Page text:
GOLF ROUNDUP : Davies Rolls in LPGA With a Big Back Nine

From Associated Press

As she walked toward the first tee Sunday before the final round of the LPGA Championship, Laura Davies anticipated disaster.

“It had been a great year, and I was just waiting for something to go wrong,” she said.

Not this week.

Davies won her second tournament in a row and the second major of her career, pulling away on the back nine en route to a three-under-par 68 and a three-stroke victory at Wilmington, Del.


Davies distanced herself from the field with birdies on Nos. 11, 12, 14 and 15 at the DuPont Country Club. The Englishwoman finished at five-under 279.

“I was dead nervous when I went out there today,” she said. “I was pretty calm in the middle of the round, and after I made the birdie on 15, the last three holes seemed to take forever.”

It was much worse for the rest of the field. After Davies’ torrid stretch, the only remaining question was who would finish second.

Alice Ritzman, bidding for her first victory in 402 events, bogeyed two of the first three holes but recovered to shoot a 70 for a 282. It was the eighth time she has finished second during her 17-year career.


Elaine Crosby, Pat Bradley, Liselotte Neumann and Hiromi Kobayashi were at 283.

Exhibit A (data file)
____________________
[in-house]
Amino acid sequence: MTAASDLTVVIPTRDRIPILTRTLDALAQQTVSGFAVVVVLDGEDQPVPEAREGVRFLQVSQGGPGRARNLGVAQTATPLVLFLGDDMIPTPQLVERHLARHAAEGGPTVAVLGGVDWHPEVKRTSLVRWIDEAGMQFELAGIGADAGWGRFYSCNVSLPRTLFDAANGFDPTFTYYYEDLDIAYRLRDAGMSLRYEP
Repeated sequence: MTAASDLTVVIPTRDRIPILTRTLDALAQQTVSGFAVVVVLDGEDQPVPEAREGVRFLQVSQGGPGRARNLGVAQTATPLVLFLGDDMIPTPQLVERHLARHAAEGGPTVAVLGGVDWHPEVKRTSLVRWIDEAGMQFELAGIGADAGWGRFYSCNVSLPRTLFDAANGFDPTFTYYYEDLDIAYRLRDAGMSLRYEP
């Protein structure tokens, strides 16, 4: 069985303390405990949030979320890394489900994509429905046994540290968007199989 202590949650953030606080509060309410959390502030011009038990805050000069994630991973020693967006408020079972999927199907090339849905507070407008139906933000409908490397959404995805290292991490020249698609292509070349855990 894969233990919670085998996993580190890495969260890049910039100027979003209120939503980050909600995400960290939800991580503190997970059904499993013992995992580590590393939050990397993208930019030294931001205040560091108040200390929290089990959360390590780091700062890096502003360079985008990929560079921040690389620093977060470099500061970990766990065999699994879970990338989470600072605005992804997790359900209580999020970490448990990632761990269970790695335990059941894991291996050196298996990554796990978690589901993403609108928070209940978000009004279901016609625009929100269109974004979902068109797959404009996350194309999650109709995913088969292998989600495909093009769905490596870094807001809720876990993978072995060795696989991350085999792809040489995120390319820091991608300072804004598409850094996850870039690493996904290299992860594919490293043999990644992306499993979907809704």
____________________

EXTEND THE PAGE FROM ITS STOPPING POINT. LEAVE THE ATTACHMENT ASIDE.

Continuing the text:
Neal Lancaster won the largest sudden-death playoff in the history of the PGA Tour, beating five others for the title in the storm-shortened GTE Byron Nelson Classic at Dallas.

Lancaster won for the first time in his five years on the tour when he sank a four-foot birdie putt on the first extra hole at the TPC at Las Colinas.


He beat David Ogrin, Dave Edwards, rookie Yoshi Mizumaki, Tom Byrum and Mark Carnevale, all of whom completed one round on each of two rain-soaked courses in nine-under-par 132. The tournament was reduced to a 36-hole format after a series of rainstorms.

The six-man field for the playoff was the largest in PGA Tour history--five-man playoffs have been held seven times, the most recently last year--and capped one of the tour’s shortest tournaments.

It was the first since the 1986 Pensacola Open to be cut by weather to 36 holes, the minimum to be recognized as an official event.



Lee Trevino birdied the final hole to complete a four-under-par 68 and a one-shot victory over Jim Colbert and Jimmy Powell in the PaineWebber Invitational at Charlotte, N.C.

For two days, Trevino had labored over the final nine holes at the TPC at Piper Glen and managed even par. But he had two birdies there Sunday and finished with a three-day total of 13-under-par 203.

On the par-five 18th hole, Trevino hit a driver and a five-wood to reach the fringe, and he made a three-foot birdie putt for his third victory of the year.